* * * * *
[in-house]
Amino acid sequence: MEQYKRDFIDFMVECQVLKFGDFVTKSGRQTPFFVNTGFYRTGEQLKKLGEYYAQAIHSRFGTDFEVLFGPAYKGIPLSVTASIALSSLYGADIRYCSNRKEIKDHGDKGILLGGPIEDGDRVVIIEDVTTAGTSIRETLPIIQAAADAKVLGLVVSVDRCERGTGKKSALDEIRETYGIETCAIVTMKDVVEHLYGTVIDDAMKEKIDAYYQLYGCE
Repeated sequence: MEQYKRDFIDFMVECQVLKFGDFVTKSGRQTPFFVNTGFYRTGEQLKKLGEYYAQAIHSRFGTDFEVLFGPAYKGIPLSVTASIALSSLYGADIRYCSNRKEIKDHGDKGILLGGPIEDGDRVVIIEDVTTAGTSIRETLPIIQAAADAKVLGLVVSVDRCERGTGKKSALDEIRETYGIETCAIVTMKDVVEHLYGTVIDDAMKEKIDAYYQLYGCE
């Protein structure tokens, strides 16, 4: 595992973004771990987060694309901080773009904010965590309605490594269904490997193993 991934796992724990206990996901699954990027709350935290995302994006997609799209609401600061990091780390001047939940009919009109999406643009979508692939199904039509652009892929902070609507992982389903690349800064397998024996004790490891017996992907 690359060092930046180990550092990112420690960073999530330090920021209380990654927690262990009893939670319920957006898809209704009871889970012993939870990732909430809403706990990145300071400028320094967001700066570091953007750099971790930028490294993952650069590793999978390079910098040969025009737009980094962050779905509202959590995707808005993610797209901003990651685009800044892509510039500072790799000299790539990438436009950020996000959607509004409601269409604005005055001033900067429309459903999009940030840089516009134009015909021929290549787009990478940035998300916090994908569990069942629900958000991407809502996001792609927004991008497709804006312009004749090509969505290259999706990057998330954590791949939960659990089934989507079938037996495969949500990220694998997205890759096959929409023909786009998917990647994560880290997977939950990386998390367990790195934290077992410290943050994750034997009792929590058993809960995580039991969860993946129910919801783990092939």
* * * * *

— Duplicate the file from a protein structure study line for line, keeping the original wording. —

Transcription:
[in-house]
Amino acid sequence: MEQYKRDFIDFMVECQVLKFGDFVTKSGRQTPFFVNTGFYRTGEQLKKLGEYYAQAIHSRFGTDFEVLFGPAYKGIPLSVTASIALSSLYGADIRYCSNRKEIKDHGDKGILLGGPIEDGDRVVIIEDVTTAGTSIRETLPIIQAAADAKVLGLVVSVDRCERGTGKKSALDEIRETYGIETCAIVTMKDVVEHLYGTVIDDAMKEKIDAYYQLYGCE
Repeated sequence: MEQYKRDFIDFMVECQVLKFGDFVTKSGRQTPFFVNTGFYRTGEQLKKLGEYYAQAIHSRFGTDFEVLFGPAYKGIPLSVTASIALSSLYGADIRYCSNRKEIKDHGDKGILLGGPIEDGDRVVIIEDVTTAGTSIRETLPIIQAAADAKVLGLVVSVDRCERGTGKKSALDEIRETYGIETCAIVTMKDVVEHLYGTVIDDAMKEKIDAYYQLYGCE
């Protein structure tokens, strides 16, 4: 595992973004771990987060694309901080773009904010965590309605490594269904490997193993 991934796992724990206990996901699954990027709350935290995302994006997609799209609401600061990091780390001047939940009919009109999406643009979508692939199904039509652009892929902070609507992982389903690349800064397998024996004790490891017996992907 690359060092930046180990550092990112420690960073999530330090920021209380990654927690262990009893939670319920957006898809209704009871889970012993939870990732909430809403706990990145300071400028320094967001700066570091953007750099971790930028490294993952650069590793999978390079910098040969025009737009980094962050779905509202959590995707808005993610797209901003990651685009800044892509510039500072790799000299790539990438436009950020996000959607509004409601269409604005005055001033900067429309459903999009940030840089516009134009015909021929290549787009990478940035998300916090994908569990069942629900958000991407809502996001792609927004991008497709804006312009004749090509969505290259999706990057998330954590791949939960659990089934989507079938037996495969949500990220694998997205890759096959929409023909786009998917990647994560880290997977939950990386998390367990790195934290077992410290943050994750034997009792929590058993809960995580039991969860993946129910919801783990092939």